Muni Fiber and Politics
owen at delong.com
Mon Jul 21 21:01:22 UTC 2014
Sounds like you chose a particularly bad municipality.
I live in PG&E territory, so I can't directly comment on residential municipal power.
However, I can say that my friends who live in SVP territory all have better service
at a lower price than what I get from PG&E. (SVP is the City of Santa Clara power
agency). Their service has proven both more reliable and more consistent in regards
to voltage, lack of transients, etc. (Yes, we've actually put measurement equipment in
My water is municipal and while it doesn't taste great without filtration due to the
antiquity of the mostly iron pipes and the amount of rust that gets picked up from the
system along the way, it's quite safe to drink and has been very reliable. I've not had
any better experience from any of the private water companies I've ever dealt with.
My sewer has been trouble free and the storm drains in my neighborhood by and large
have worked without issue. On the few occasions where we've had minor storm drain
issues, it has been during very heavy rain periods and the city has still managed to resolve
the issues very promptly and without any significant hazard or collateral damage developing.
PG&E has been relatively reliable with my gas connection, but I can point you to
some residents in San Mateo county who could tell a very different story about
their experience with PG&E's gas transmission system. (And some who can no
longer tell any stories as a result of PG&E's gas transmission system).
My garbage/recycling is provided by a third-party private contractor that has a monopoly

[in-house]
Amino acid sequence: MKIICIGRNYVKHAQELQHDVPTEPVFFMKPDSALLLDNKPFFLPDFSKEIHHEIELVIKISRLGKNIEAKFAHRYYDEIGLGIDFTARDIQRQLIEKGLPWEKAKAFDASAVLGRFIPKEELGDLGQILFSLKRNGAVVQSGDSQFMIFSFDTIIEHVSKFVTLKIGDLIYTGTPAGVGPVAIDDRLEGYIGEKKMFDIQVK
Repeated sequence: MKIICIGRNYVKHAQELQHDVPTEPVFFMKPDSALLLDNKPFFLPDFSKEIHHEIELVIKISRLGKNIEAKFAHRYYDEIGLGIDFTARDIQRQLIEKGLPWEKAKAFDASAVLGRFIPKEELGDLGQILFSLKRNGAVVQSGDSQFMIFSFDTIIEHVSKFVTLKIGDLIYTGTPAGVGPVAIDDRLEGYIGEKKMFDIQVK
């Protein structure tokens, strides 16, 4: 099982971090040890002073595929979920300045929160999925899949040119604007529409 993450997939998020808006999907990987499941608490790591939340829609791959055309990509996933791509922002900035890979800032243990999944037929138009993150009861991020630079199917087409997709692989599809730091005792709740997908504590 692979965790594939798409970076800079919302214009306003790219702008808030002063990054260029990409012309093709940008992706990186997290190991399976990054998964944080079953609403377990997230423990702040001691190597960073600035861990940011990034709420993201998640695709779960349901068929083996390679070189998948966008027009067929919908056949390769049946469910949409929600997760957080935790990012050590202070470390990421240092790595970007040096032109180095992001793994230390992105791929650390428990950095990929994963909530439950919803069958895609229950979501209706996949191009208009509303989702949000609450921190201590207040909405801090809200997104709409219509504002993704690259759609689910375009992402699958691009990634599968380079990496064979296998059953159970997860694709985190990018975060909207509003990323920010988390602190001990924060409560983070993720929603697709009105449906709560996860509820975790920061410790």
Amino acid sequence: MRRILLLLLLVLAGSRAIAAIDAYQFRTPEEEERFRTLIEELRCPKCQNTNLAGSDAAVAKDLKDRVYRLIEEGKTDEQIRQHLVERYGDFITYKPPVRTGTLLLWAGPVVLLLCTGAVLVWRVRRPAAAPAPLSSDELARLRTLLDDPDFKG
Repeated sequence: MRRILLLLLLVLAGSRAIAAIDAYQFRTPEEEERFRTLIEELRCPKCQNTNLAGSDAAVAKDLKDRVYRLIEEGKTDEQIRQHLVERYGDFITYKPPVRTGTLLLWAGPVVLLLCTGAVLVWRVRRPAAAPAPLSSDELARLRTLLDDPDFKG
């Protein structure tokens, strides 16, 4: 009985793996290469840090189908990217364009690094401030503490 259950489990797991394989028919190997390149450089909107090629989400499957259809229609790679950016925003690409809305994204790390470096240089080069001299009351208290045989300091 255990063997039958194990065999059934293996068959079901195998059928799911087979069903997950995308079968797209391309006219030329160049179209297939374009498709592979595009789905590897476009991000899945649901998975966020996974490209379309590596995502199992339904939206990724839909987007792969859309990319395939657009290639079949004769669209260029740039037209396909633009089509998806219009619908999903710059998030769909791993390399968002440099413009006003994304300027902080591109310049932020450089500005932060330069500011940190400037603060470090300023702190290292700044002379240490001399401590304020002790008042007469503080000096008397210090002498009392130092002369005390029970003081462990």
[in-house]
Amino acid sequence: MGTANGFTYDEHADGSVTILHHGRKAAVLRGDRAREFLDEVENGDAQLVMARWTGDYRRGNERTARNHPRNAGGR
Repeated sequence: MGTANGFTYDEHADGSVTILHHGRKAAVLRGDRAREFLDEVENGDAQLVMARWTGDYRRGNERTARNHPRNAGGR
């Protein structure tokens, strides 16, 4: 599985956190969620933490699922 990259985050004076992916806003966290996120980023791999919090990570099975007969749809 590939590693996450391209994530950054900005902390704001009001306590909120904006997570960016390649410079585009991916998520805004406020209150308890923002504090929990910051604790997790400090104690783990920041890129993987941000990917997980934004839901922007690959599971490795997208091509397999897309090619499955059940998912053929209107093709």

granted to them by the city. I am billed by the city. Their service has left much to be
desired, but when I have contacted the city about issues, the city employees have
been very prompt about addressing them and seem to do well taking the contractor
to task as needed. Frankly, I wish the city would just take over the actual operation
as I think they would do a better job than the contractor (Green Waste). At least the
new contractor is somewhat better than the previous one (BFI).
I'm in the city of San Jose.
We don't have municipal fiber to residential or business buildings, but the city does
have its own rather extensive fiber network which includes, among other things,
apparently every street-light in the city. (would be nice if they'd have included
nearby buildings in that build-out or at least the possibility of attaching them later
when they did that, but I'm sure some anti-government-competition weenies
shot that idea down early on).
I'm sorry your city is so bad at its jobs. Many cities are not. I wouldn't hold San Jose
up as a shining example of a great municipality by any measure, but overall, they
do seem to get the job done and are somewhat functional on average. I'd give them
a C overall as a grade.
I think they are about average as major municipalities go.
On Jul 21, 2014, at 12:50 , William Herrin <bill at herrin.us> wrote:
> On Mon, Jul 21, 2014 at 3:08 PM, Blake Dunlap <ikiris at gmail.com> wrote:
>> My power is pretty much always on, my water is pretty much always on
>> and safe, my sewer system works, etc etc...
> Mine isn't. I lost power for a three days solid last year, I've
> suffered 3 sanitary sewer backflows into my basement the last decade
> and you should see the number of violations the EPA has on file about
> my drinking water system. Only the gas company has managed to keep the
> service on, at least until I had a problem with the way their billing
> department mishandled my bill. Didn't get solved until it went to the
> And I'm in the burbs a half dozen miles from Washington DC. God help
> folks in a truly remote location.
>> Why is layer 1 internet magically different from every other utility?
> It isn't.
> Bill Herrin
> William Herrin ................ herrin at dirtside.com bill at herrin.us
> Owner, Dirtside Systems ......... Web: <http://www.dirtside.com/>
> Can I solve your unusual networking challenges?
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